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Matt Carpenter

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  • Matt Carpenter

    2016 is Matt Carpenter's sixth big league campaign. Already 30 years old, the infielder has been an All-Star three times, earned MVP votes twice (with a fourth place finish in 2013) and won one Silver Slugger Award. In 2012, he finished sixth in Rookie of the Year balloting. He owns a career 132 OPS+ and .381 on-base percentage.

    His brief stint in 2011 did not accurately presage his succeeding campaigns -- in 15 at-bats, he had just one hit. The next year, he batted .294 in 114 games and in 2013, he led the league in hits (199), runs (126), doubles (55) and slashed .318/.392/.481. Proving he wasn't a one-year wonder, he paced the loop with 709 plate appearances and 95 walks (to go along with 99 runs scored) in 2014 and was again league-leader in doubles, with 101 runs and a to date career-high 28 home runs, in 2015. This year, he is leading the league in OBP with a .420 mark.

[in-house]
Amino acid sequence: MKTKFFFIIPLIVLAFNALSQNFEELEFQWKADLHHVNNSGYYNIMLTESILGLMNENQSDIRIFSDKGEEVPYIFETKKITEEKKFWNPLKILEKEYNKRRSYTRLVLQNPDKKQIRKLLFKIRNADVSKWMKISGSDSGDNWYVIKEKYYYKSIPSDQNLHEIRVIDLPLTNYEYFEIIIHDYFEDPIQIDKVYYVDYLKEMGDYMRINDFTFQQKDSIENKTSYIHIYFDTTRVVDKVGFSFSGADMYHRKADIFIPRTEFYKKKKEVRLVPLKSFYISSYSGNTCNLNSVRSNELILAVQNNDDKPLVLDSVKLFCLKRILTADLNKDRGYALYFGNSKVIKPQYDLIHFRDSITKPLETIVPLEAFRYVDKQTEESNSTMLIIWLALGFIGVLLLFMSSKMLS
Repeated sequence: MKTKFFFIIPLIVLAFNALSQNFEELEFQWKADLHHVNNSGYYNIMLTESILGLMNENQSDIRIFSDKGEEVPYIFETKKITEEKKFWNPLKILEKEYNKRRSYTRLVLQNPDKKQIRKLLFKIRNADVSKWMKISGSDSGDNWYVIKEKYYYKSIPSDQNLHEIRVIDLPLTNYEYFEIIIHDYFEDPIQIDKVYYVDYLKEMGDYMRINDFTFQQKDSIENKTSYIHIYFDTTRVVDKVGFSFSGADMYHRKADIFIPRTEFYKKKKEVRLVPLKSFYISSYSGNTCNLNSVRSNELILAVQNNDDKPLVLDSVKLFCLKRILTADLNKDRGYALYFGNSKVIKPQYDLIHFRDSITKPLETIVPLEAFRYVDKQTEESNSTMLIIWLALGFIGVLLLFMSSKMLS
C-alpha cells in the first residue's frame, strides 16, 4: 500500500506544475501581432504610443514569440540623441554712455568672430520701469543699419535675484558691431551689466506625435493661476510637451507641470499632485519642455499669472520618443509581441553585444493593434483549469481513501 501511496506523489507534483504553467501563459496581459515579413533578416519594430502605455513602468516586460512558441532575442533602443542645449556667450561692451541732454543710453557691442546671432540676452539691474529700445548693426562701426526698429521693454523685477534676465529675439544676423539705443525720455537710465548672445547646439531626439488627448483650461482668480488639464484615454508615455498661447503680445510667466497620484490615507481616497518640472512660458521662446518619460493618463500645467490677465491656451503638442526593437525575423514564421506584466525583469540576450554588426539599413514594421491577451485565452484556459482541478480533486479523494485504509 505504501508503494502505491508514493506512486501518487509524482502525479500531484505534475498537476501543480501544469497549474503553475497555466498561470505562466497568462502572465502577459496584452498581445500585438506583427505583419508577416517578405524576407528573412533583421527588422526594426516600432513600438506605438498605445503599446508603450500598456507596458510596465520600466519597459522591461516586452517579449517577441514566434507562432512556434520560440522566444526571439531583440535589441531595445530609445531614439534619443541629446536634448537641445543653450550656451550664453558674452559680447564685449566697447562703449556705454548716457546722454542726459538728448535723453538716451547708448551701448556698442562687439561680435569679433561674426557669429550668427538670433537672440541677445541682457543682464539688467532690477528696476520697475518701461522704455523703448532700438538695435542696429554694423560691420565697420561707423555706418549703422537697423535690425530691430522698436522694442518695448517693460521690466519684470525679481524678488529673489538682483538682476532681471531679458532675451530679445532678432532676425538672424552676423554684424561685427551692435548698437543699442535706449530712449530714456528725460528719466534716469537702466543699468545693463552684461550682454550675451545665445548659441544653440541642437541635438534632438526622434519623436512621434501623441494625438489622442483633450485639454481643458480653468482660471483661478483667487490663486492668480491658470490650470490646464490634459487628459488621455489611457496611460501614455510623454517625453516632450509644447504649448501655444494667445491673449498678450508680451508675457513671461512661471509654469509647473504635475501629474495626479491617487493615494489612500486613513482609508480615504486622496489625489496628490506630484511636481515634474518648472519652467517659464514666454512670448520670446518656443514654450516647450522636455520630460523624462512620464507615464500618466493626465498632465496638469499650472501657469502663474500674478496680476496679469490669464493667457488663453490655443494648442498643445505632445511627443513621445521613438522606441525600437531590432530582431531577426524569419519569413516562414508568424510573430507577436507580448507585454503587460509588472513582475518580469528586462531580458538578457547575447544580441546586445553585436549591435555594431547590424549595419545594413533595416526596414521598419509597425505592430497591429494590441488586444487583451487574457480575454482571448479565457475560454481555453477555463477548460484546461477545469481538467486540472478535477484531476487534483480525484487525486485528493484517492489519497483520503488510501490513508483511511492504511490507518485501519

He's not just a regular season performer, either. Though his career slash line in the playoffs is a meager .243/.300/.449, he has shown flashes of excellence. In the 2012 NLCS, he slashed .333/.500/.778 and in the 2014 NLDS, he hit .375/.412/1.125 with three home runs and seven RBI.

    Defensively, he led the league in double plays turned at second in 2013.

    Among all active players with 2,000 or more plate appearances, he ranks 11th in on-base percentage and 18th in OPS+.

    What are your thoughts on Matt Carpenter? Should he make the Hall of Fame when he becomes eligible? Does he have Hall of Fame potential? Did he ever have Hall of Fame potential?
    12
    Yes
    0.00%
    0
    No
    75.00%
    9
    Maybe
    0.00%